The imaging methods reveal “hue maps,” i.e., color palettes in the brain, spectrally organized arrangements of multiple hue responses. Figuratively, they can be thought of as rainbows of various conformations that are scattered across the brain surface.

The novel findings of this study arise from the fine structure of these hue maps. In V1, red and blue hues predominate, but this pattern of so-called “endspectral” dominance recedes in V2 and is nearly absent in V4. Essentially, the brain’s hue maps develop hierarchically toward the uniformity of the perceptual hue map.

This is a graphical abstract
A. Visible wavelengths of electromagnetic radiation are not intrinsically colored. Cone cells in the retina can convert spectral information into neural signals, and these signals are further processed by the visual brain to ultimately create color perception. How color signals are processed through serial cortical stages is poorly understood; B. By applying multiple techniques, researchers charted and analyzed hue maps across three successive cortical areas – V1, V2 and V4; C. This comparative sudy reveals the brain’s hue-maps develop hierarchically from cone-activation signals to isotropic hue representation, better reflecting the perceptual color space. Image is credited to CEBSIT.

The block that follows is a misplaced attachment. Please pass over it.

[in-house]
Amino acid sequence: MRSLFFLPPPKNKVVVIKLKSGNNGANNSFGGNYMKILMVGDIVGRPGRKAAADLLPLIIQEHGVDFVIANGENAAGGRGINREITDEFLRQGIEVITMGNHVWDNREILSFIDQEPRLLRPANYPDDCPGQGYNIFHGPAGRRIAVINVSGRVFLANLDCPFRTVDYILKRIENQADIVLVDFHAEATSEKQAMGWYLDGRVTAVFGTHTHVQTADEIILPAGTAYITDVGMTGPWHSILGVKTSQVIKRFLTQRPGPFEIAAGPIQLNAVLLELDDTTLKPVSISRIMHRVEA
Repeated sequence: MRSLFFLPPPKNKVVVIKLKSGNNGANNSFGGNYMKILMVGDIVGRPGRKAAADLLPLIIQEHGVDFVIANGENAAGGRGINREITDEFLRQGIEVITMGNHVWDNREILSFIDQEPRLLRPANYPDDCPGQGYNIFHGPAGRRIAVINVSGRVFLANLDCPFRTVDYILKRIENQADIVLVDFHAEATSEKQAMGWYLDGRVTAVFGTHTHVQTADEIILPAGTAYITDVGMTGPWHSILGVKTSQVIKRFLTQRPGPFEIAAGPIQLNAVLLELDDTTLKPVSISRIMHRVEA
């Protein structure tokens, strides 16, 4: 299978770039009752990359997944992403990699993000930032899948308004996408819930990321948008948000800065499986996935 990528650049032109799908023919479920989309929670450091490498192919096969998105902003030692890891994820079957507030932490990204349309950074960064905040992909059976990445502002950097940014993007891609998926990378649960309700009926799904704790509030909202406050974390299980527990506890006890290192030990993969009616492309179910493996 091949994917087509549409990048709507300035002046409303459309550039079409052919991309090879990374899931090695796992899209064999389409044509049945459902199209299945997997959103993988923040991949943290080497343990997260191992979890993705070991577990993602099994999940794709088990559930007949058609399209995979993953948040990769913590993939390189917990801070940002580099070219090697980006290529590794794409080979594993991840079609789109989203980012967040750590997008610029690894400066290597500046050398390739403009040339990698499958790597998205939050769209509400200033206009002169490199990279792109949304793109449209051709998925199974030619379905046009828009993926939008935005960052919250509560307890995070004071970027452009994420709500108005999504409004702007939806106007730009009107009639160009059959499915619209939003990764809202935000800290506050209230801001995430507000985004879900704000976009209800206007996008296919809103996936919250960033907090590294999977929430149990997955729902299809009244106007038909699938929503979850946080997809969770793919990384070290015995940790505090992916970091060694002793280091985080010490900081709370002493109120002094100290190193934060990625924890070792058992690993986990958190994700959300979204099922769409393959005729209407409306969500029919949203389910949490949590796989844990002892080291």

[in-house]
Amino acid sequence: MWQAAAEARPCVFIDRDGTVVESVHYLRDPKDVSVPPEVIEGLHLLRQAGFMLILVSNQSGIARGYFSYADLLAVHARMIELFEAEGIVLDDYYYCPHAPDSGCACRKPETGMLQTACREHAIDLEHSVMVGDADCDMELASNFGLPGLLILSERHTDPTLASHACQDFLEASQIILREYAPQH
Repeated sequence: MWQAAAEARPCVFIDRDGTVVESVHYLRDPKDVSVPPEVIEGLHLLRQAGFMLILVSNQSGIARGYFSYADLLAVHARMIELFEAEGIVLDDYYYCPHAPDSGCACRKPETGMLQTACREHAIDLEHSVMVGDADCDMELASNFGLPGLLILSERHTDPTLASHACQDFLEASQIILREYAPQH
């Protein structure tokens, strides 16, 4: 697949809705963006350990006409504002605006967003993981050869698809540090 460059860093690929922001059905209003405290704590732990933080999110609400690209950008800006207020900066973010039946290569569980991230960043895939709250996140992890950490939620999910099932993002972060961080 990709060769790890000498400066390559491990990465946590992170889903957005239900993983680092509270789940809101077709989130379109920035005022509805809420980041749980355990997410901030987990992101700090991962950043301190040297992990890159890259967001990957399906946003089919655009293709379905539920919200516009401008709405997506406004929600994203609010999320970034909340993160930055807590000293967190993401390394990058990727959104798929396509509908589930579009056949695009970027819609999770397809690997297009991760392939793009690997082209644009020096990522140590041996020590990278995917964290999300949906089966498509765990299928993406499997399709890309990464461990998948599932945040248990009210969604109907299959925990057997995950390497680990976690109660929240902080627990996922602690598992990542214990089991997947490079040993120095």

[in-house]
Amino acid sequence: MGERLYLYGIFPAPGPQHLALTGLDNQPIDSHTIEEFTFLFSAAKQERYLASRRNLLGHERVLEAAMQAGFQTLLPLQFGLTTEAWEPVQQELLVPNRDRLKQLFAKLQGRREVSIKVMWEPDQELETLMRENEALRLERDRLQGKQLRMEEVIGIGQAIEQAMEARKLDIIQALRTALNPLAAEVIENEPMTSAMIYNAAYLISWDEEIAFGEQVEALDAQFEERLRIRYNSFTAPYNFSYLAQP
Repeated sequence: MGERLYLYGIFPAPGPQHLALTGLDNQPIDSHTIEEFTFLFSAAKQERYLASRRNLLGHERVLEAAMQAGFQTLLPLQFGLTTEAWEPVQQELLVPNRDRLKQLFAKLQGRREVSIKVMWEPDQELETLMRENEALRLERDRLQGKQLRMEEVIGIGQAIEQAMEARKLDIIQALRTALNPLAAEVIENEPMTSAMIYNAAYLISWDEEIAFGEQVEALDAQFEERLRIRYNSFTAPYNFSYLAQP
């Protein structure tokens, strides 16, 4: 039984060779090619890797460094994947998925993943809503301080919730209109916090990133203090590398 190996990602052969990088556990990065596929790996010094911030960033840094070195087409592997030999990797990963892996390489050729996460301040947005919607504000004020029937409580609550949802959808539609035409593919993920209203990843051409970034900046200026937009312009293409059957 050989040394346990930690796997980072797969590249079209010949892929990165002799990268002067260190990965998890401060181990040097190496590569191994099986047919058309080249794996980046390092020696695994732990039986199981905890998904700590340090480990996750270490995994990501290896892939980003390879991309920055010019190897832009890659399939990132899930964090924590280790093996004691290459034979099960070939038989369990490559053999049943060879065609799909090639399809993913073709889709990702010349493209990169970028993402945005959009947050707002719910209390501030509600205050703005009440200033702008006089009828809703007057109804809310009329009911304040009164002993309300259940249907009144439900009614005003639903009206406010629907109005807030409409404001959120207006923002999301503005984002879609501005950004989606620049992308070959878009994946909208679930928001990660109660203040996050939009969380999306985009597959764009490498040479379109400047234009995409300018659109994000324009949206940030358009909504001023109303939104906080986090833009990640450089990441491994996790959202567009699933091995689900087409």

Computationally, the brain appears to be progressively integrating two distinct classes of cone-opponent signals originating in the retina. The information defining the precise hue of any given light is thus present in V1, coded by the ratio of activity between cone-opponent inputs – but it is not perceptible until it undergoes combinatorial processing by single neurons in area V4 and higher processing stations.

In summary, this comparative study reveals a progressive integration from cone-activation signals to isotropic hue representation along the visual hierarchy upon which our perceptual color space is built.

Drs. LIU Ye and LI Ming were co-first authors of this paper. Drs. Stewart Shipp from University College London, Niall McLoughlin from University of Manchester and YANG Yupeng from University of Science & Technology of China, have contributed to this work at various stages.